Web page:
Making use of nothing but household objects and four pairs of hands, Argus transcends from the simple to the sublime when a fragile little creature seeks to find a home in a world where he just doesn’t fit in. This quietly touching piece highlights the beauty of an impossible life; one that is full of playfulness, joy and laughter. Argus will expand the imaginations of adults and children alike.
The Dead Puppet Society is a production house and design company creating puppet-based, visual theatre in Australia and the United States. Uniting an old world aesthetic with cutting edge technical elements the company conjur immersive worlds where the mythic sits alongside the macabre, and the old school meets the technological. Working in an eclectic form of theatre that ignores the boundaries between defined artistic practices they balance artistic collaborations with training and workshops to strengthen the form of puppetry on the international stage.
The company’s strength is their ability to create an entire realm for their audience to inhabit…they are nothing short of amazing (TimeOff Magazine)
Funny and endearing one moment, utterly horrifying the next…its just too well done in its gothic intensity (Australian Stage)
Suberb shadow play and puppetry…stark, sinister beauty (The Sunday Mail)
In early 2012 we returned from several months in the US where I had been working on the drafting of my PhD thesis. During the trip I had time for some much needed introspection and reflection into my practice, saw some incredible pieces of theatre that used puppets in new and inspiring ways, and had the chance to meet with several artists whose work had been the inspiration for my early practice.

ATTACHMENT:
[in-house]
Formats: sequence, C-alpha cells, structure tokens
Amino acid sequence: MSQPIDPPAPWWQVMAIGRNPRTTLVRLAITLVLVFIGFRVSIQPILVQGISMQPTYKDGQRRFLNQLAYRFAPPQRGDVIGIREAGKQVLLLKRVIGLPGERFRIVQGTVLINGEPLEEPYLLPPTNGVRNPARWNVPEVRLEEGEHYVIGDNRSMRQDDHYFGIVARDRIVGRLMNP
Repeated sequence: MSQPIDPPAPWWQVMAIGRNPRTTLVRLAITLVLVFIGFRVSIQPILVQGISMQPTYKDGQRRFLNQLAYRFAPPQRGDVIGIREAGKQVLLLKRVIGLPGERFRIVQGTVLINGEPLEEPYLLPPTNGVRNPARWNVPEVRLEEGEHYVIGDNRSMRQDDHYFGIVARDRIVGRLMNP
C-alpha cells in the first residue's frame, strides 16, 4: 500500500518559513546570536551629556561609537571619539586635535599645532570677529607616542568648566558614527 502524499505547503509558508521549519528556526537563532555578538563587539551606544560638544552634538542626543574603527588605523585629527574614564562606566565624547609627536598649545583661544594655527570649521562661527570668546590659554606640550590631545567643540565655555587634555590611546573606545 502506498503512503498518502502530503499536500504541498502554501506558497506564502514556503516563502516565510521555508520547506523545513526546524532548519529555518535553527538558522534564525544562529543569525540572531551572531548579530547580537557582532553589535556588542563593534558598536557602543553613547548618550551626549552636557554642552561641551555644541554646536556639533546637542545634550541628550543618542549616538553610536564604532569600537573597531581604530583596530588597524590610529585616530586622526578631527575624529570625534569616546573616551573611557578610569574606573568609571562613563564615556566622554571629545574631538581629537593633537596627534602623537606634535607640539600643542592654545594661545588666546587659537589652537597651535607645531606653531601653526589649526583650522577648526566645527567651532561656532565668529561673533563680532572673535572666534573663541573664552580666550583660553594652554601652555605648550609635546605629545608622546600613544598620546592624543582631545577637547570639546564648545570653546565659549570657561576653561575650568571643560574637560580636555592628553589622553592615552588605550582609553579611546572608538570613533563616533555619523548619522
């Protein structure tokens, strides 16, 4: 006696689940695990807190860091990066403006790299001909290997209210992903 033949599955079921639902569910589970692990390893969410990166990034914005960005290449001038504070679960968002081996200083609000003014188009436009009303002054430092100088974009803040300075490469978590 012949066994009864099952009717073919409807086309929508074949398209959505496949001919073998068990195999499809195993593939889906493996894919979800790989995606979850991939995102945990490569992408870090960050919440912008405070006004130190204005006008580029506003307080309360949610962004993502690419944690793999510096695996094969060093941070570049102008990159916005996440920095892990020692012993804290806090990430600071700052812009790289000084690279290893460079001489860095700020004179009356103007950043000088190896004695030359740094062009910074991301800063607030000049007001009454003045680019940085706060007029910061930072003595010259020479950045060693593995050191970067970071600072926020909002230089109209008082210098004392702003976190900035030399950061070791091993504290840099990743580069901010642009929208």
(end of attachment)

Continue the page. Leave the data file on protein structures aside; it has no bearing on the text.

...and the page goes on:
We came back to Australia wanting to make something different; to create a show that would really embrace the ideas of transformation and illusion that puppets seemed to embody so poetically. We wanted to create a character that wasn’t limited by its physical properties, one that could shift and change, one that could be responsive to the imagination.
Soon after I arrived home I conducted an experiment into how this might be possible in the creation of a short work called Of Little Matter with QUT’s student run theatre company Vena Cava productions. The results were as astounding as they were simple; use nothing but the performers’ hands. From this initial development we’ve taken our little character through several further rehearsal periods in the creation of an entirely new work. We’ve trialled new methods for staging, refined the story with Richard Tulloch, and watched as the performance was scored by Topology.
To finally see the pieces fall into place after all this time has been wonderful. This show has been crafted by the hands of so many talented individuals.
To each and every one of you, thankyou. We hope that you enjoy our whimsical little world.
David Morton ,
Director and Designer